A typical executive is in his mid 40’s, frequently travels on business, says he values “self respect,” and is very likely to commit financial fraud. That, anyway, is the conclusion of four business school professors, whose study on fraud was published in the February issue of the Journal of Business Ethics. After getting nearly 400 people (more than 85% of them men) over the past seven years to play the role of a fictional executive named Todd Folger, the professors found that 47% of the top executives, 41% of the controllers and 76% of the graduate level business students they surveyed were willing to commit fraud by understating write offs that cut into their companies’ profits.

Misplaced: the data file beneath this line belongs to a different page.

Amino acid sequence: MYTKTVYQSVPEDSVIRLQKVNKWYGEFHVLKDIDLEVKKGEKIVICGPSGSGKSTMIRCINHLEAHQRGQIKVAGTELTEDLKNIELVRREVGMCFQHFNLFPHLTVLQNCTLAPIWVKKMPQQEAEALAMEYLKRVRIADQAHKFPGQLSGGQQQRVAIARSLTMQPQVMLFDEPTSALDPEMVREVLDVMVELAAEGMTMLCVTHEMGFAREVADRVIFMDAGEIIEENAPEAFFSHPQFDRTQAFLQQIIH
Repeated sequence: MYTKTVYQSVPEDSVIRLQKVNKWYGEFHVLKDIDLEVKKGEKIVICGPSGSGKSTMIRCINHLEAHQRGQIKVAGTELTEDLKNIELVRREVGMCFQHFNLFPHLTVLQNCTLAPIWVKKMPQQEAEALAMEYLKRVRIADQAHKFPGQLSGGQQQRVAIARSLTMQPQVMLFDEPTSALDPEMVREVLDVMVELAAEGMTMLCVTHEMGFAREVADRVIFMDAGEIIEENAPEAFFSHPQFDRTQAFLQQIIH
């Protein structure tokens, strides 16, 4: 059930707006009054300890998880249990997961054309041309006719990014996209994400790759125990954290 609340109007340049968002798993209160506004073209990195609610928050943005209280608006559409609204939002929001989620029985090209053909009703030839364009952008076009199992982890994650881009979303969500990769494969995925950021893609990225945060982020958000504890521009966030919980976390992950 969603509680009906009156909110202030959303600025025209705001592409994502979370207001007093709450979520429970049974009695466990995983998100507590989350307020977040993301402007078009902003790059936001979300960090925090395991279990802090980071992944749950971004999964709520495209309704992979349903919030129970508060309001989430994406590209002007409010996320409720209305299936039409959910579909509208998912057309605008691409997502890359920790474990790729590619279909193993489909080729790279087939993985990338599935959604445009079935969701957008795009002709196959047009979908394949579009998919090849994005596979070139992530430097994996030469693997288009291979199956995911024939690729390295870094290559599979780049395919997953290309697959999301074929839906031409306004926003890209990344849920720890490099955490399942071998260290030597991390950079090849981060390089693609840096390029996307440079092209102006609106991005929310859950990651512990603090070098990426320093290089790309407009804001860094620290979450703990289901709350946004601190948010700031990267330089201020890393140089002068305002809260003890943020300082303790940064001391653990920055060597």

a. What creates the incentive for managers to understate write offs?

b. How does the use of accounting as a performance measurement system of managers affect the objectivity of accounting information?

c. What are the ethical obligations of accountants in dealing with managers who desire to manipulate accounting information for their personal benefit?